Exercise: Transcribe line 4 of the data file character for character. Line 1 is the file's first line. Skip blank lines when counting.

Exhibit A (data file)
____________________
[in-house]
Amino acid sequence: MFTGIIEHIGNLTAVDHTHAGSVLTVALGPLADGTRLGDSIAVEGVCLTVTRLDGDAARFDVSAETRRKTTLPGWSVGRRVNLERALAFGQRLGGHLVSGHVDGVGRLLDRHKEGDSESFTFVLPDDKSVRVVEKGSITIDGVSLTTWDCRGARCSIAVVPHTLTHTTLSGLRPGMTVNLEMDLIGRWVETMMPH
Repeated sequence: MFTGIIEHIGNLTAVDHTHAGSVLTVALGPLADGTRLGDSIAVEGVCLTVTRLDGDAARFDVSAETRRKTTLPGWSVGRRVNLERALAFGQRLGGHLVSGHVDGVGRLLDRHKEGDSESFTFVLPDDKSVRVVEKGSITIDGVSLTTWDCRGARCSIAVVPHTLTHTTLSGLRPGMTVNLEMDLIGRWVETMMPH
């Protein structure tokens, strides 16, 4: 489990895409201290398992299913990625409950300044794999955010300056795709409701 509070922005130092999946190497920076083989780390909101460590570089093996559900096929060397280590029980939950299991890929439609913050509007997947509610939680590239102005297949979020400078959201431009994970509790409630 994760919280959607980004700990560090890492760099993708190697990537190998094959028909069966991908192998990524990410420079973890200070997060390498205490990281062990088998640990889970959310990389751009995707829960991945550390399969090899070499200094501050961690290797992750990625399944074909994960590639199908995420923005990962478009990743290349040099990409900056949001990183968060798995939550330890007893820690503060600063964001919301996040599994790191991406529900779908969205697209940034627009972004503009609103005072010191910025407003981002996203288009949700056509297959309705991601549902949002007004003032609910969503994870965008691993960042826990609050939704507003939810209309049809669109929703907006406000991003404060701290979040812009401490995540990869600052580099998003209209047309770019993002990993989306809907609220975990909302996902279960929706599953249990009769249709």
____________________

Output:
């Protein structure tokens, strides 16, 4: 489990895409201290398992299913990625409950300044794999955010300056795709409701 509070922005130092999946190497920076083989780390909101460590570089093996559900096929060397280590029980939950299991890929439609913050509007997947509610939680590239102005297949979020400078959201431009994970509790409630 994760919280959607980004700990560090890492760099993708190697990537190998094959028909069966991908192998990524990410420079973890200070997060390498205490990281062990088998640990889970959310990389751009995707829960991945550390399969090899070499200094501050961690290797992750990625399944074909994960590639199908995420923005990962478009990743290349040099990409900056949001990183968060798995939550330890007893820690503060600063964001919301996040599994790191991406529900779908969205697209940034627009972004503009609103005072010191910025407003981002996203288009949700056509297959309705991601549902949002007004003032609910969503994870965008691993960042826990609050939704507003939810209309049809669109929703907006406000991003404060701290979040812009401490995540990869600052580099998003209209047309770019993002990993989306809907609220975990909302996902279960929706599953249990009769249709």